Peter Judge was dismissed from his job as a cashier at his local grocery store last week, leaving him “heartbroken,” he said.
Judge, 59, had been working at a WinCo Foods in Phoenix for nearly four years, and was shocked when his manager told him he was being let go. Judge had used more than his allotted number of sick days, he said, and because he relies on public transportation to get to work, he was occasionally late because of delays.
“I understood why they had to do it,” he said. “The manager was following protocol, I get it.”
Still, he was crushed, mainly because “I loved what I did,” said Judge, who has worked in retail for the past 30 years — including at the height of the pandemic. “I like interacting with people.”
“I had my regulars, and people would wait in my line no matter how long it was,” he added. “I enjoyed that.”
Judge felt hopeless, and worried about how he would manage his expenses. He is single and rents a studio apartment alone, living paycheck to paycheck.
“I don’t want to file for unemployment,” he said. “I just want to go out and get a job.”
He voiced his concerns to his son, Patrick McCarthy, 30, who decided to share his father’s story on LinkedIn — a platform Judge had never heard of before.
“I just appreciate him as a human and know how much he liked his job,” said McCarthy, who lives in Woodinville, Wash., and has his mother’s last name. “I know that he would struggle if he didn’t have a job for long.”
“I just figured I’d try something,” he continued, explaining that, at the very least, he hoped writing about his father’s situation might make others feel less alone amid the recent wave of layoffs across the country. Plus, he said, “people in the service industry are so often overlooked.”
McCarthy himself was let go last month from his job as a marketing manager at Coursera, an online learning platform. “A lot of people are getting laid off, and it connects a lot right now. People just want support,” he said, adding that he is currently job hunting, too.
He wrote a post, sharing a bit about his father, as well as a photo of him.
“This is Pete. He’s my dad,” the post begins. “He’s been in the service industry for most of his professional career. Walgreens, Fry’s, Winco. He loves his customers. He loves being the reason people come back. He loves seeing customers seek out his lane for check-ins and updates. He said to me, “I’m good at this stuff.”’
“Most of his professional stints have lasted 10+ years. As anyone would be, he’s shocked. Overwhelmed. Scared. Emotional,” the post continues. “His network is not like mine. He doesn’t even really know how to make his next move. But I know whoever is reading this and this LinkedIn community can make magic happen.”
While McCarthy was hopeful that his post might yield some job leads for his dad, the last thing he anticipated was for it to reach thousands of strangers, hundreds of whom offered to help.
“This is all just a shock to me,” he said.
Judge, for his part, was even more stunned.
“I never saw any of this coming,” he said. “This has raised my spirits like you don’t even know.”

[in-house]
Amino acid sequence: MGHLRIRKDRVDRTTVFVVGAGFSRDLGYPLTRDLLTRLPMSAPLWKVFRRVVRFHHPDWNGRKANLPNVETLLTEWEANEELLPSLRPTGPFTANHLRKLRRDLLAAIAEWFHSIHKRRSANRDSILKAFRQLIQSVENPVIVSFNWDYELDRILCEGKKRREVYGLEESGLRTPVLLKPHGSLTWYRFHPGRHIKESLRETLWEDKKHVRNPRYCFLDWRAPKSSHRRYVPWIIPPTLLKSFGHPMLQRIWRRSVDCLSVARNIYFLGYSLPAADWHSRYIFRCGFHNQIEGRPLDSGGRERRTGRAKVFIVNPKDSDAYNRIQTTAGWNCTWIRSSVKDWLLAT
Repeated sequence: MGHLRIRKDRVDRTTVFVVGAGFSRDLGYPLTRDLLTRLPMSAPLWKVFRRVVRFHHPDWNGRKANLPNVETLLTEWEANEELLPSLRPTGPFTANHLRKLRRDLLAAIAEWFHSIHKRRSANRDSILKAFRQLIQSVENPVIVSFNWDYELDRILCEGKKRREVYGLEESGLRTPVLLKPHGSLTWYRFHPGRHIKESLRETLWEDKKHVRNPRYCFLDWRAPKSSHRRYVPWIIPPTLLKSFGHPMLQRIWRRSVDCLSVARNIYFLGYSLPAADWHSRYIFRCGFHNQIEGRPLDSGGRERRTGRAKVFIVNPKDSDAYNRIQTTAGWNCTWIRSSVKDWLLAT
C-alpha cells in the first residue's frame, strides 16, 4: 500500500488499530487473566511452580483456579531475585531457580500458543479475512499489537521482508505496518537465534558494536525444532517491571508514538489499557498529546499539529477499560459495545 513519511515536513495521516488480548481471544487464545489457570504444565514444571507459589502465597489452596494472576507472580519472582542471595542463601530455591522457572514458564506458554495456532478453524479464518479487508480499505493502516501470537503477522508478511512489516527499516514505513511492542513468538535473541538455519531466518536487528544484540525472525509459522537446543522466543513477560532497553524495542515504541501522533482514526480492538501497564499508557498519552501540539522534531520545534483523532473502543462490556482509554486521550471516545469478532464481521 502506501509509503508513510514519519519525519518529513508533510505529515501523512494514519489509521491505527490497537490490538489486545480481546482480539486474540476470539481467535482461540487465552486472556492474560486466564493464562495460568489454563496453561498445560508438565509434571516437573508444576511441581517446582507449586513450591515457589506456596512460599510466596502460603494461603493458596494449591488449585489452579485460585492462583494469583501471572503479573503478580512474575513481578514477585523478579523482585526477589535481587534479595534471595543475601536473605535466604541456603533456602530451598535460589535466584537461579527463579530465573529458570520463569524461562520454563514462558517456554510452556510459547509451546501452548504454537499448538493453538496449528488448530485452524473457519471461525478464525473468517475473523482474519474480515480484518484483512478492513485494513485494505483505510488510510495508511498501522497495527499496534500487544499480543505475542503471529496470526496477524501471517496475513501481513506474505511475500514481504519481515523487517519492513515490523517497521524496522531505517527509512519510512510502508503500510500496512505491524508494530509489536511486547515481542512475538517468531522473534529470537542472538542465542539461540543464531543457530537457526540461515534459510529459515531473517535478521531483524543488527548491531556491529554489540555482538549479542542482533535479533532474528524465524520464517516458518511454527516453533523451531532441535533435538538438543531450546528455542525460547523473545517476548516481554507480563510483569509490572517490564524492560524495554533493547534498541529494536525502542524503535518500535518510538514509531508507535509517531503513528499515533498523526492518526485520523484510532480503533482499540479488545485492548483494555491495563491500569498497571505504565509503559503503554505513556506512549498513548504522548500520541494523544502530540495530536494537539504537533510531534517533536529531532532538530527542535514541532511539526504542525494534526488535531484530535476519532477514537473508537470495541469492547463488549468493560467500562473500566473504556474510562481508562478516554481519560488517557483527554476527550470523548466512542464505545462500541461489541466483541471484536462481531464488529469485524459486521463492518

While some people simply shared words of encouragement, others chimed in with potential job suggestions — such as working at another local retail store, as an outdoor guide or a remote customer service representative, among other ideas.
People who couldn’t help with the job search offered assistance in other ways, including with career coaching, interview prep and résumé and cover letter reviews.
“This is just blowing me out of the water,” Judge said. “I don’t even know what to say.”
It was clear that people could relate to his plight.
“I was part of the recent (very public) Meta lay off so I understand what your dad is going through,” one person commented. “And I know how important it is to have your family in your corner to help pull you up by your bootstraps. I’ll be cheering you both on from the sidelines!”
In addition to public comments on the post, numerous private messages poured in. Although McCarthy didn’t expect it, he understands why the post — and the message behind it — struck a chord with people.
“What I tried to harness in my LinkedIn post is humanity in work, and vulnerability and empathy in work,” he said. “Work can feel so inhuman sometimes. I just like highlighting that we’re all in this together.”
McCarthy said he’s glad his father was on the receiving end of a wave of unexpected kindness. He needed the pick-me-up.
“He doesn’t have a lot, so it’s really powerful for him,” McCarthy said.
“What’s happened in this past week with the reaction has completely restored my faith in humanity, period,” echoed Judge, adding that he has read all the responses, many of which moved him to tears. “The gratitude is abounding.”
With the help of his son, Judge is now sorting through the many job offers he has received. Together, they will determine his next career move.
“I just have to take the bull by the horns and find the next step,” Judge said, adding that he may expand his horizons beyond retail. “I’m not going to jump at something because it’s offered to me. I want to make sure that I have the capabilities to perform well for whoever I work for.”
In the meantime, he has created his own LinkedIn profile, in the hope of connecting with more people, and sharing updates on his job-seeking journey.
“If you have a chance to network, do it, because you have nothing to lose,” Judge said.
In the days since the post was shared, he has learned a meaningful lesson: “People do believe in people,” he said. “It makes you want to go on and get out there.”